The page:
Ethics and Morals — Are They the Same?



We live in an age when politics is twisting the meanings of words. Every year, communication becomes more confused.

Perhaps the most important examples are the words ethics and morals.

Ethics is from the Greek word ethos, which means the essential nature or character of something. Four legs, a head and a tail are part of the essential nature of a cat. The cat cannot change this.

Morals is from the Latin word mos, meaning mores, customs, habits. These can and do change. Rosie the Riveter in World War II made it okay for women to work outside the home in jobs that formerly went only to men.

Ethics refers to a higher law than any human law. To be ethical is to be in sync with the principles of right and wrong built into human nature.

Morals are not built in. They are the result of opinion, which can change with the wind.

We are born with limits based on ethics. If we choose to be ethical, life gets better, and if we don't, life gets worse; it's automatic.

Morals, again, are just opinions.

Ethics is doing what is right even if every other person on earth is doing what is wrong.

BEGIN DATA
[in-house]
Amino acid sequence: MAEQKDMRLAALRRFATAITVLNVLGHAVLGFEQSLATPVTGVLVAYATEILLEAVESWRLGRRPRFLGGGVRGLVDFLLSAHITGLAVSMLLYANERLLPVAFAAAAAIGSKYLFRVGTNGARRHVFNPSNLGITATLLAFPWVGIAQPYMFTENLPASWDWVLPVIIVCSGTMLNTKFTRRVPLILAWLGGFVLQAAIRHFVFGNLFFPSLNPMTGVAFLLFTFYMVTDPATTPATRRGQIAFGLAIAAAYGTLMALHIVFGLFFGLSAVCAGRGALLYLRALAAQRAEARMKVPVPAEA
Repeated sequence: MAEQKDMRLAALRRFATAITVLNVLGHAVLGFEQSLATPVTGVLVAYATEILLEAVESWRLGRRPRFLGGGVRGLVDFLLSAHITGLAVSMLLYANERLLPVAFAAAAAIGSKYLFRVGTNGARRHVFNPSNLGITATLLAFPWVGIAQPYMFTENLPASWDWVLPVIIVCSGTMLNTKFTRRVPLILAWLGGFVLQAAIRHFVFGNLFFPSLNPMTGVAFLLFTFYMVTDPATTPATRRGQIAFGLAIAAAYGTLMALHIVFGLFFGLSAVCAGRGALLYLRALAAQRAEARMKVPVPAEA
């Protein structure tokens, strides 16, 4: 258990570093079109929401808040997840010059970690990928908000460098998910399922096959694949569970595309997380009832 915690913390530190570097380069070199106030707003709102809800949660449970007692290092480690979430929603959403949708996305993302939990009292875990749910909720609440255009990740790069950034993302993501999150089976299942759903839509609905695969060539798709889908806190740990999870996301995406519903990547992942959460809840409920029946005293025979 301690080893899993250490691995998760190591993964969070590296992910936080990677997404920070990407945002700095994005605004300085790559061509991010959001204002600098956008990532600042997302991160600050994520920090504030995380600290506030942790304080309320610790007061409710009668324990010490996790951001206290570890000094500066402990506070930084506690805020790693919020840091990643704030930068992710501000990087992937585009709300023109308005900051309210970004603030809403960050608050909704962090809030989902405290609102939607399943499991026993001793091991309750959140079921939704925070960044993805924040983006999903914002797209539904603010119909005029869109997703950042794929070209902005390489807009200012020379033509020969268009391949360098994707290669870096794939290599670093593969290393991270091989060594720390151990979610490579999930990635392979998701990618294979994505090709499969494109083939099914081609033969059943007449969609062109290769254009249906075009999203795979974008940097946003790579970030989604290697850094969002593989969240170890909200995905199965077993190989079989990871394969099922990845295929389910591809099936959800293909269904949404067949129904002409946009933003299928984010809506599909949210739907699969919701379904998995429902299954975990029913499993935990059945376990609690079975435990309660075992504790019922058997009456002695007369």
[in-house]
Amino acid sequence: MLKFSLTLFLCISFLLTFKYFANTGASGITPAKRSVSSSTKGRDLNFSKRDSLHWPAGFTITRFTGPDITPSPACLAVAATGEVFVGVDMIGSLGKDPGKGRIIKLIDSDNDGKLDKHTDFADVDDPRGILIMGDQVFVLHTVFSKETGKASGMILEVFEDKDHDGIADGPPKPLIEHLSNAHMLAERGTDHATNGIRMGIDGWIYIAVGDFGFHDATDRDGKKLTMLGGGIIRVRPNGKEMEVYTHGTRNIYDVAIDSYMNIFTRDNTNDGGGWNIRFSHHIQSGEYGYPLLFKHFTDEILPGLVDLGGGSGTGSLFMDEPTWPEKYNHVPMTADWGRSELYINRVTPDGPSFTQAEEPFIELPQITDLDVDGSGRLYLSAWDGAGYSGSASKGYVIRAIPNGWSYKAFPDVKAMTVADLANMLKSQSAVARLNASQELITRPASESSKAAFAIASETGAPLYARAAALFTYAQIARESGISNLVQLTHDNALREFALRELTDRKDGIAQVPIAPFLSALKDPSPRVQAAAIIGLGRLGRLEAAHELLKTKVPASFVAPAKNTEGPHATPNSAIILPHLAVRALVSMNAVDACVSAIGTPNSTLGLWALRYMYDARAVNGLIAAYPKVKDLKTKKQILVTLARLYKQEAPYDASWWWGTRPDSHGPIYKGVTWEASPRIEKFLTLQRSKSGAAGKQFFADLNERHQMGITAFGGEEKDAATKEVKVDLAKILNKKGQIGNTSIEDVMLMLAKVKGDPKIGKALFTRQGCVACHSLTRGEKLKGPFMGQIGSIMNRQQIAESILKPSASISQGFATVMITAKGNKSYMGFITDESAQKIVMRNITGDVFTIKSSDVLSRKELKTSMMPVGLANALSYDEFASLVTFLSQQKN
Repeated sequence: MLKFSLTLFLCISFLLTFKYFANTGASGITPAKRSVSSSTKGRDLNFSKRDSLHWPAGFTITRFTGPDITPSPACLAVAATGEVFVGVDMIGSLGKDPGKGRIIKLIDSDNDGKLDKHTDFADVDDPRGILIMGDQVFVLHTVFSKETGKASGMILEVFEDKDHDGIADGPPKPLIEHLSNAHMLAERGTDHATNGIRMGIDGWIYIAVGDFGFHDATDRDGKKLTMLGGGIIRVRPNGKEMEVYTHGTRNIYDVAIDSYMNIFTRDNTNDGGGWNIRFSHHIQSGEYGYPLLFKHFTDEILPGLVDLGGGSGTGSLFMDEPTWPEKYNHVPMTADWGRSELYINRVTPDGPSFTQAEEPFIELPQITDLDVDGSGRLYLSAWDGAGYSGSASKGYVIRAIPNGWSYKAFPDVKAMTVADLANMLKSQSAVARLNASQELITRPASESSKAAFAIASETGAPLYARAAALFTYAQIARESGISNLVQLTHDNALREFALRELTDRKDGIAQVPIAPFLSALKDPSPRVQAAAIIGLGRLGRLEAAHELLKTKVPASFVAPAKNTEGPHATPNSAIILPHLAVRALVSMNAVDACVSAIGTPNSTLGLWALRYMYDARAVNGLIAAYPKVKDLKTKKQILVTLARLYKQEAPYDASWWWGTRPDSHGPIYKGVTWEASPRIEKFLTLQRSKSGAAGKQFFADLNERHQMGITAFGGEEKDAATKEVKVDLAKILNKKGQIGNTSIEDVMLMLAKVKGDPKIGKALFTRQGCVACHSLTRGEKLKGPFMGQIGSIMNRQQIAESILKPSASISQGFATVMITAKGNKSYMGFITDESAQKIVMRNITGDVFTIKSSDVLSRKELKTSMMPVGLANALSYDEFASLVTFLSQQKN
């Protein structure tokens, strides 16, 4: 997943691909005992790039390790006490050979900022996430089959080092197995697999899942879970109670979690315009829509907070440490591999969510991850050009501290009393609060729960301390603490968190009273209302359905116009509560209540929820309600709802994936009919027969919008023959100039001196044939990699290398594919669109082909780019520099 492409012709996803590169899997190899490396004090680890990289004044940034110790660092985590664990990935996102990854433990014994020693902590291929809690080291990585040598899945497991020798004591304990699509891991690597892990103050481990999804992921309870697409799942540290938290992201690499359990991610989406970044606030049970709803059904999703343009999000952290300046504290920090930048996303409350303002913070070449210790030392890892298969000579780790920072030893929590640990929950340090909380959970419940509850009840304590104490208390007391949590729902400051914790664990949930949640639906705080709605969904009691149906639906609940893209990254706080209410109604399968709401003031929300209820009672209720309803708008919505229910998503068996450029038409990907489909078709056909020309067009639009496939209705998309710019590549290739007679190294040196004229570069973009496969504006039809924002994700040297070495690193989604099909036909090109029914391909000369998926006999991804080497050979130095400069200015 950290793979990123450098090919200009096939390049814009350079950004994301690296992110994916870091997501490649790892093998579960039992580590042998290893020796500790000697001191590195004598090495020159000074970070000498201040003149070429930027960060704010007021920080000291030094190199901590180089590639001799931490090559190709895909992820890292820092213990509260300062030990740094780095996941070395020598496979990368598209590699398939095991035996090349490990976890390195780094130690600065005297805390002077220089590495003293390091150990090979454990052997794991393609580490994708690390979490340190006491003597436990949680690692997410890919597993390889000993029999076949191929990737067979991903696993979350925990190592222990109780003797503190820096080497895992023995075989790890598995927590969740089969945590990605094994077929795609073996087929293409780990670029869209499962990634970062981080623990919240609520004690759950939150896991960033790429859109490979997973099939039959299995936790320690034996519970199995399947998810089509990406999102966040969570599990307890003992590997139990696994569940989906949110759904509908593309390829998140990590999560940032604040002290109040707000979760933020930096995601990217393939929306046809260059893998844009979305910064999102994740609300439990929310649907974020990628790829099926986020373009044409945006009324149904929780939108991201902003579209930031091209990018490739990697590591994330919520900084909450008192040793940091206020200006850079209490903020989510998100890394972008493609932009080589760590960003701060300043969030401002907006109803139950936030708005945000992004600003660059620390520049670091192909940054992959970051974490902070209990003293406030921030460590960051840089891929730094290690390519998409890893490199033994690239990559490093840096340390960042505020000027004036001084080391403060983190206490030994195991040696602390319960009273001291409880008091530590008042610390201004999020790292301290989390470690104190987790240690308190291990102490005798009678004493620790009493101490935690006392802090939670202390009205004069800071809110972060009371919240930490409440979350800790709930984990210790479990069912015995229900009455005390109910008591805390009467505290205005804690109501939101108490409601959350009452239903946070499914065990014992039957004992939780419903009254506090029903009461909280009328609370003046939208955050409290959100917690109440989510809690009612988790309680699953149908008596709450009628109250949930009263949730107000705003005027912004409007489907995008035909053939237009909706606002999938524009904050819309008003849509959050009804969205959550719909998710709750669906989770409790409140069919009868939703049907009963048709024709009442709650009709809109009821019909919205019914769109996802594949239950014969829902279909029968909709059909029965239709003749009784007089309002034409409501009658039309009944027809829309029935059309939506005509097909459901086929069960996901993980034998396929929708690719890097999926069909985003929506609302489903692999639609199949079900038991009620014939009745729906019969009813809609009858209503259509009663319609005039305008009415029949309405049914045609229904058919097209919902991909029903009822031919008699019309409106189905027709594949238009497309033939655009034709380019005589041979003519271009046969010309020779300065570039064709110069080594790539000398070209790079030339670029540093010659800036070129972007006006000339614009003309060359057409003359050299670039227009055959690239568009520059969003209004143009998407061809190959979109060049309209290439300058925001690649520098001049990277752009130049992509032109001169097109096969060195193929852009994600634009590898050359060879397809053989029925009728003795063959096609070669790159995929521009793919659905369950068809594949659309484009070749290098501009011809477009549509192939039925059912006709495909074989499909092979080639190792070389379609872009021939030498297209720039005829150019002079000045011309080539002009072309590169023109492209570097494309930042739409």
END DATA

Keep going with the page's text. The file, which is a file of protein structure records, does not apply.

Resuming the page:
To be moral, on the other hand, is to behave in ways that are popular, customary or in sync with the behavior of the majority. If most others do it, it's okay.

The rules of ethics are fact, unchanging and scientifically provable. Anyone can verify these rules, by doing a simple experiment. (This is explained in our ethics course handbook The 17-Word Solution™.)

Here's the big problem: today's politicized language treats the word ethics as a synonym for morals. Majority rule is what is ethical. If the majority does it, it's the right thing to do.

Check almost any current dictionary and you are likely to find something such as, "Ethics. A set of moral principles."

This redefinition of ethics is so common that we should not be surprised if someday we learn that practically everyone who thinks he or she is teaching ethics is really teaching morals.

Ethics Solutions® strongly disagrees with the redefinition of ethics, and warns of its dangers. This is why we teach ethical behavior not moral behavior.

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